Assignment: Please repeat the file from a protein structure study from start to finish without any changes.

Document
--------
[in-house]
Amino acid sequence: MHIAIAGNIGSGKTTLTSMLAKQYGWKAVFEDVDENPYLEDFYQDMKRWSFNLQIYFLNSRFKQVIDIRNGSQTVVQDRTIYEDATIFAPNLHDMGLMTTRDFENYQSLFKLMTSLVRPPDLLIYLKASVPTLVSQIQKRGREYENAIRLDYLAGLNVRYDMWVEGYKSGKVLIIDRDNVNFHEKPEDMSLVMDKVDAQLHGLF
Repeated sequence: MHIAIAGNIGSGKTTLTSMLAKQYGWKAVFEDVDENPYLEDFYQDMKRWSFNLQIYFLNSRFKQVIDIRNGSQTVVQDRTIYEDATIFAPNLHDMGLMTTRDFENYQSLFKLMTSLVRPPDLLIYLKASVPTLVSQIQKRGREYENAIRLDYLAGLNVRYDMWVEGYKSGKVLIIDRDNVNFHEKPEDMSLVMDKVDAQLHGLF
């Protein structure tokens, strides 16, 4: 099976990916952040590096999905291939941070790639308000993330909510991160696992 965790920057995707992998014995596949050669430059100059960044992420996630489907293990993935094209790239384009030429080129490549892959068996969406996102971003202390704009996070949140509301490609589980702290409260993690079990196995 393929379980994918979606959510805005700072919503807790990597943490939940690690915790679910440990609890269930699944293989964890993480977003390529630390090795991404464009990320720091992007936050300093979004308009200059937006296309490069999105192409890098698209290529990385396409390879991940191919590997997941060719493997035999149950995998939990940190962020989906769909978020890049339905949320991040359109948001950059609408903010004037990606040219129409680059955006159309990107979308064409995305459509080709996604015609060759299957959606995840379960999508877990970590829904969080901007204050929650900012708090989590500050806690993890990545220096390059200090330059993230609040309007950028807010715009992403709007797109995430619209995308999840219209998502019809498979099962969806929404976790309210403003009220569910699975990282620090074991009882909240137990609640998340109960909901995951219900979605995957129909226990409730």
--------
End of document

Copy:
[in-house]
Amino acid sequence: MHIAIAGNIGSGKTTLTSMLAKQYGWKAVFEDVDENPYLEDFYQDMKRWSFNLQIYFLNSRFKQVIDIRNGSQTVVQDRTIYEDATIFAPNLHDMGLMTTRDFENYQSLFKLMTSLVRPPDLLIYLKASVPTLVSQIQKRGREYENAIRLDYLAGLNVRYDMWVEGYKSGKVLIIDRDNVNFHEKPEDMSLVMDKVDAQLHGLF
Repeated sequence: MHIAIAGNIGSGKTTLTSMLAKQYGWKAVFEDVDENPYLEDFYQDMKRWSFNLQIYFLNSRFKQVIDIRNGSQTVVQDRTIYEDATIFAPNLHDMGLMTTRDFENYQSLFKLMTSLVRPPDLLIYLKASVPTLVSQIQKRGREYENAIRLDYLAGLNVRYDMWVEGYKSGKVLIIDRDNVNFHEKPEDMSLVMDKVDAQLHGLF
């Protein structure tokens, strides 16, 4: 099976990916952040590096999905291939941070790639308000993330909510991160696992 965790920057995707992998014995596949050669430059100059960044992420996630489907293990993935094209790239384009030429080129490549892959068996969406996102971003202390704009996070949140509301490609589980702290409260993690079990196995 393929379980994918979606959510805005700072919503807790990597943490939940690690915790679910440990609890269930699944293989964890993480977003390529630390090795991404464009990320720091992007936050300093979004308009200059937006296309490069999105192409890098698209290529990385396409390879991940191919590997997941060719493997035999149950995998939990940190962020989906769909978020890049339905949320991040359109948001950059609408903010004037990606040219129409680059955006159309990107979308064409995305459509080709996604015609060759299957959606995840379960999508877990970590829904969080901007204050929650900012708090989590500050806690993890990545220096390059200090330059993230609040309007950028807010715009992403709007797109995430619209995308999840219209998502019809498979099962969806929404976790309210403003009220569910699975990282620090074991009882909240137990609640998340109960909901995951219900979605995957129909226990409730």